After watching this video:
I’d had Woolacombe Dunes parkrun added to my parkrun Bucket List ever since.
So on Friday 24th January we drove to North Devon to run Woolacombe Dunes the next day. We found the parkrun really easily. Using the directions from their website we got parked up between the start line and the post parkrun cafe called “The Porthole”. It’s pretty obvious where you’re meant to gather as they had the sign displayed. There was also a course map.
I had a look at the course map but to be honest it just terrified me with words like “steep hill” and “Dune of Doom” I soon got chatting to one of their volunteers who was telling me about the course and how busy it got (Not very). When I told him how busy our local parkrun had been on New Years Day he couldn’t believe it. He told me runners tend to take 5-8 minutes longer than they usually do when attempting this course.
As we were waiting there were three ladies stood chatting together all with a dog each. One of the dogs took a pee against one of the ladies legs. She was absolutely livid but none of them saw the dog do it so all denied it. I’d seen the dog but thought “ignorance is bliss” on this occasion! She was fuming though!
After listening to the new runners briefing we were soon on our way. It started out lovely. We were on the gravelly path you can see behind me on the above picture. You start on a slight downhill before taking a right on to a slightly steeper downhill path that starts off as gravel and ends as soft loose sand.
We then ran along an undulating path about halfway between the path we had started on which was now above us, and the beach which was still a steep ascent downwards. This path was all loose sand and it was really difficult to run on. As we were saying how tricky it was a man and his two children were right behind us. He asked where we usually run and when I said “On a promenade” he answered “Oh you’ll not find one of those here!”
We carried on the undulating path that then started to head downhill, and then started to head downhill very sharply. There was a long very steep downhill section that I tried to walk but actually because it was so steep my legs were going faster and faster! As we got to the bottom on to the beach I said to the marshal there “Do people actually run down that bit?” to which she answered “Oh that’s nothing, it gets a lot worse” Great motivational speech!
We then ran for about a mile or maybe just under along the beach. The tide, thankfully, was out so we weren’t wading. The sand was at least semi hard and compacted so was easier to run on. As we were running I commented to my husband about how fishy smelling it was. Then we noticed a huge fish on the beach all caught up in a thick roped fisherman’s net. When I say huge I mean probably a metre at least. A dog came running up to it and was having a good sniff despite it’s owners trying to call it back. I called to them that he’d found a fish and they asked “Is he trying to eat it?” But actually he just looked a bit bemused by it! They ran over to try and retrieve him as we headed on.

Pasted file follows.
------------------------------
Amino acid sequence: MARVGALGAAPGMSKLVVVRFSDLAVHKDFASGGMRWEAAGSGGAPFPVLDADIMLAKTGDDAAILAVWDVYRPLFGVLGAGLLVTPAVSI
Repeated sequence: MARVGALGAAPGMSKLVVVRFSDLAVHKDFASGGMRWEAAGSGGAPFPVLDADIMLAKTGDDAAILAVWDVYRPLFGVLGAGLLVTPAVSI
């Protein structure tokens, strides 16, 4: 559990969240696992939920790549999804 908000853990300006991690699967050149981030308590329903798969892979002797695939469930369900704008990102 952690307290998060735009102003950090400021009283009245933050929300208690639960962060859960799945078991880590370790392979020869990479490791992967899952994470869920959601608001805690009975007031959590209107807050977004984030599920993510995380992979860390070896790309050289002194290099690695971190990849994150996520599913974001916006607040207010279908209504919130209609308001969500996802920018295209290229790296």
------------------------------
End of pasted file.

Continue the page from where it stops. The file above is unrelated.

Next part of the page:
That’s when we arrived at the “Dune of Doom” or the “Travelator” as they also call it. It was a very steep up hill section filled with loose sand. As I tried to climb it, every step I took up slipped halfway back down. It was an absolute killer section of the course. My thighs and lungs were burning by the time I got to the top and I actually had to stop just to try and catch my breath. The views were beautiful though but we were actually only halfway back up towards where we had started. As we ran along more undulating paths that were loose sand you could see the start point if you craned your neck as it was still so high.
We then climbed another hill and the marshal at the top said “Nearly there now, just the worst hill to go” Seriously! Their marshals need to work on their motivational phrases! We were going so slow by this point, although I was still running, that I got overtaken by two people walking!! I cursed them so bad in my head! They were way ahead of me in no time and then we began the final climb, it started off a shallow climb and grew steeper and steeper. As I got about halfway I gave up running and just walked as I was spent by this point. The top of the climb was, no word of a lie, practically vertical! The marshal at the top congratulated me when I got to the top but then said “Just the last 400 metres to go, uphill, but it’s not as steep as this bit” I ran as much as I could and walked a little up that last section and, honestly, never have I been so glad to see the finish line of a parkrun! My thighs and calves were screaming! They’re used to the flat South Coast and clearly didn’t like the hilly North Devon coastline.
I was still pretty pleased with my finish position as it was low compared to where I usually finish. I finished in 48:59 in position 75!
Afterwards I snapped this picture but it doesn’t do justice to the steep uphill climbs we did, it just doesn’t look as steep.
We walked down to the café and at first thought it was just a takeaway as we couldn’t see any seats but on closer inspection realised all the seating was upstairs in the roof space. It was a small, compact café but did really tasty food. We shared a brie, cranberry and pumpkin seed sandwich which was amazing. I also had a brownie which was incredibly gooey and my husband had a ginger and treacle tart that came with a nice dollop of clotted cream! They were heavenly.
When seated upstairs there’s a porthole window to look out of with lovely views. The logo is painted on their wall.
Afterwards we headed back to our hotel to shower and then spent a lovely afternoon in Woolacombe and Ilfracombe having a wander round.
Would you give the UK’s toughest parkrun a try?
Do you enjoy hilly parkruns?